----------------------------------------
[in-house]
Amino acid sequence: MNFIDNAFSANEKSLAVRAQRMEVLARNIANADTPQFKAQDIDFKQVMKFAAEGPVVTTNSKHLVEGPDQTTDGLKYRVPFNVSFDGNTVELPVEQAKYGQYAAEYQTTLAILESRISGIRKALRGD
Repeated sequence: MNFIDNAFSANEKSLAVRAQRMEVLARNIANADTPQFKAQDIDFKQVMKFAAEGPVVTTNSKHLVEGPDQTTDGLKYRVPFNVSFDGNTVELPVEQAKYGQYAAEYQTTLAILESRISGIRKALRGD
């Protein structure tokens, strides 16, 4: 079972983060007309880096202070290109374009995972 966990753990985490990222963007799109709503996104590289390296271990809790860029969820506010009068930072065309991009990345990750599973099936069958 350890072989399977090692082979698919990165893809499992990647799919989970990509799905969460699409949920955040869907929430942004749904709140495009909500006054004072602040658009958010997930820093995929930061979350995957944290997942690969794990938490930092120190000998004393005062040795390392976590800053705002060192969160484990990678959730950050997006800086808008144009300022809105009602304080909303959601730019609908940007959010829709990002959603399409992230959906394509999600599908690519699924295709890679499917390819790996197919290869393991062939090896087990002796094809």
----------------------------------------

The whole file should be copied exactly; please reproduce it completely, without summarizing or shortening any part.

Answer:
[in-house]
Amino acid sequence: MNFIDNAFSANEKSLAVRAQRMEVLARNIANADTPQFKAQDIDFKQVMKFAAEGPVVTTNSKHLVEGPDQTTDGLKYRVPFNVSFDGNTVELPVEQAKYGQYAAEYQTTLAILESRISGIRKALRGD
Repeated sequence: MNFIDNAFSANEKSLAVRAQRMEVLARNIANADTPQFKAQDIDFKQVMKFAAEGPVVTTNSKHLVEGPDQTTDGLKYRVPFNVSFDGNTVELPVEQAKYGQYAAEYQTTLAILESRISGIRKALRGD
């Protein structure tokens, strides 16, 4: 079972983060007309880096202070290109374009995972 966990753990985490990222963007799109709503996104590289390296271990809790860029969820506010009068930072065309991009990345990750599973099936069958 350890072989399977090692082979698919990165893809499992990647799919989970990509799905969460699409949920955040869907929430942004749904709140495009909500006054004072602040658009958010997930820093995929930061979350995957944290997942690969794990938490930092120190000998004393005062040795390392976590800053705002060192969160484990990678959730950050997006800086808008144009300022809105009602304080909303959601730019609908940007959010829709990002959603399409992230959906394509999600599908690519699924295709890679499917390819790996197919290869393991062939090896087990002796094809």